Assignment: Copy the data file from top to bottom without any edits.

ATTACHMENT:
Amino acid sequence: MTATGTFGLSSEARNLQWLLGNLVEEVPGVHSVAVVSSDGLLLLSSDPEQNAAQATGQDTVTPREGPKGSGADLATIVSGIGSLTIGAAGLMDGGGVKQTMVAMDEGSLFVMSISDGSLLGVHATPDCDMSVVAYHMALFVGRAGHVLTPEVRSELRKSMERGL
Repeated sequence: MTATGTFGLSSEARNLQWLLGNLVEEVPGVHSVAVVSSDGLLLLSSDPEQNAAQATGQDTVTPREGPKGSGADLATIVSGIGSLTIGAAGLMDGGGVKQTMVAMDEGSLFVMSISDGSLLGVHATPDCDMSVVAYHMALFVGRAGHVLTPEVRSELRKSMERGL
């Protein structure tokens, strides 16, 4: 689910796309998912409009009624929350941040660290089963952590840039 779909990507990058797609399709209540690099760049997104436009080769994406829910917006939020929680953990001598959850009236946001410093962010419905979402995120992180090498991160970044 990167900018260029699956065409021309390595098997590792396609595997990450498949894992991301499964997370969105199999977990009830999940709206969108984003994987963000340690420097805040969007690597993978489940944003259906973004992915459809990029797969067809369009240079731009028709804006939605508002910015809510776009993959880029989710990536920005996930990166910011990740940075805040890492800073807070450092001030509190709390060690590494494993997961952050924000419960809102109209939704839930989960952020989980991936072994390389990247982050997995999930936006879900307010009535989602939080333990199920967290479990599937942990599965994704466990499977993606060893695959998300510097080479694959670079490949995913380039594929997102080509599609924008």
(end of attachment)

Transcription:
Amino acid sequence: MTATGTFGLSSEARNLQWLLGNLVEEVPGVHSVAVVSSDGLLLLSSDPEQNAAQATGQDTVTPREGPKGSGADLATIVSGIGSLTIGAAGLMDGGGVKQTMVAMDEGSLFVMSISDGSLLGVHATPDCDMSVVAYHMALFVGRAGHVLTPEVRSELRKSMERGL
Repeated sequence: MTATGTFGLSSEARNLQWLLGNLVEEVPGVHSVAVVSSDGLLLLSSDPEQNAAQATGQDTVTPREGPKGSGADLATIVSGIGSLTIGAAGLMDGGGVKQTMVAMDEGSLFVMSISDGSLLGVHATPDCDMSVVAYHMALFVGRAGHVLTPEVRSELRKSMERGL
């Protein structure tokens, strides 16, 4: 689910796309998912409009009624929350941040660290089963952590840039 779909990507990058797609399709209540690099760049997104436009080769994406829910917006939020929680953990001598959850009236946001410093962010419905979402995120992180090498991160970044 990167900018260029699956065409021309390595098997590792396609595997990450498949894992991301499964997370969105199999977990009830999940709206969108984003994987963000340690420097805040969007690597993978489940944003259906973004992915459809990029797969067809369009240079731009028709804006939605508002910015809510776009993959880029989710990536920005996930990166910011990740940075805040890492800073807070450092001030509190709390060690590494494993997961952050924000419960809102109209939704839930989960952020989980991936072994390389990247982050997995999930936006879900307010009535989602939080333990199920967290479990599937942990599965994704466990499977993606060893695959998300510097080479694959670079490949995913380039594929997102080509599609924008």